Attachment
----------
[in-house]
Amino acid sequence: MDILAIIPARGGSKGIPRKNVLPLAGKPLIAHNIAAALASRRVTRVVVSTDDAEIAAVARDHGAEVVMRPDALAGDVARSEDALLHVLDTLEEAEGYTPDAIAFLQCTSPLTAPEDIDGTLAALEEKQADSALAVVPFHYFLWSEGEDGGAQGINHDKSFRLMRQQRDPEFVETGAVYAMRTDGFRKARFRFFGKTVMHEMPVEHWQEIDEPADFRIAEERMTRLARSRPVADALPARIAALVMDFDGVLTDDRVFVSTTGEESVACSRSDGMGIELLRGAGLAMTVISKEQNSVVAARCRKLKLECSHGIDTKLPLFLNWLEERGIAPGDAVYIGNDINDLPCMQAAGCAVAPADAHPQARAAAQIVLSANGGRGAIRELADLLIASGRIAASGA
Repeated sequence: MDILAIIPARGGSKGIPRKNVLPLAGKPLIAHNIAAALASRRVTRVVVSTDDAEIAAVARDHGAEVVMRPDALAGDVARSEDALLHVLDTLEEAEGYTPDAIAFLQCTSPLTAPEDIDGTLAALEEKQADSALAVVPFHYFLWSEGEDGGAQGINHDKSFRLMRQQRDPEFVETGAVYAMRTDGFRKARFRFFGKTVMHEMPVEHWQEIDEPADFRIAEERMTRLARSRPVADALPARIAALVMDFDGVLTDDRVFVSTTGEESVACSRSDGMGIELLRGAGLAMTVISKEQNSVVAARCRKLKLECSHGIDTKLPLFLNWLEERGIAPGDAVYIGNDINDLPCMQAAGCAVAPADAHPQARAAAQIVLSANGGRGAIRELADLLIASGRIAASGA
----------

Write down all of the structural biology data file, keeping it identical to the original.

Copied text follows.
[in-house]
Amino acid sequence: MDILAIIPARGGSKGIPRKNVLPLAGKPLIAHNIAAALASRRVTRVVVSTDDAEIAAVARDHGAEVVMRPDALAGDVARSEDALLHVLDTLEEAEGYTPDAIAFLQCTSPLTAPEDIDGTLAALEEKQADSALAVVPFHYFLWSEGEDGGAQGINHDKSFRLMRQQRDPEFVETGAVYAMRTDGFRKARFRFFGKTVMHEMPVEHWQEIDEPADFRIAEERMTRLARSRPVADALPARIAALVMDFDGVLTDDRVFVSTTGEESVACSRSDGMGIELLRGAGLAMTVISKEQNSVVAARCRKLKLECSHGIDTKLPLFLNWLEERGIAPGDAVYIGNDINDLPCMQAAGCAVAPADAHPQARAAAQIVLSANGGRGAIRELADLLIASGRIAASGA
Repeated sequence: MDILAIIPARGGSKGIPRKNVLPLAGKPLIAHNIAAALASRRVTRVVVSTDDAEIAAVARDHGAEVVMRPDALAGDVARSEDALLHVLDTLEEAEGYTPDAIAFLQCTSPLTAPEDIDGTLAALEEKQADSALAVVPFHYFLWSEGEDGGAQGINHDKSFRLMRQQRDPEFVETGAVYAMRTDGFRKARFRFFGKTVMHEMPVEHWQEIDEPADFRIAEERMTRLARSRPVADALPARIAALVMDFDGVLTDDRVFVSTTGEESVACSRSDGMGIELLRGAGLAMTVISKEQNSVVAARCRKLKLECSHGIDTKLPLFLNWLEERGIAPGDAVYIGNDINDLPCMQAAGCAVAPADAHPQARAAAQIVLSANGGRGAIRELADLLIASGRIAASGA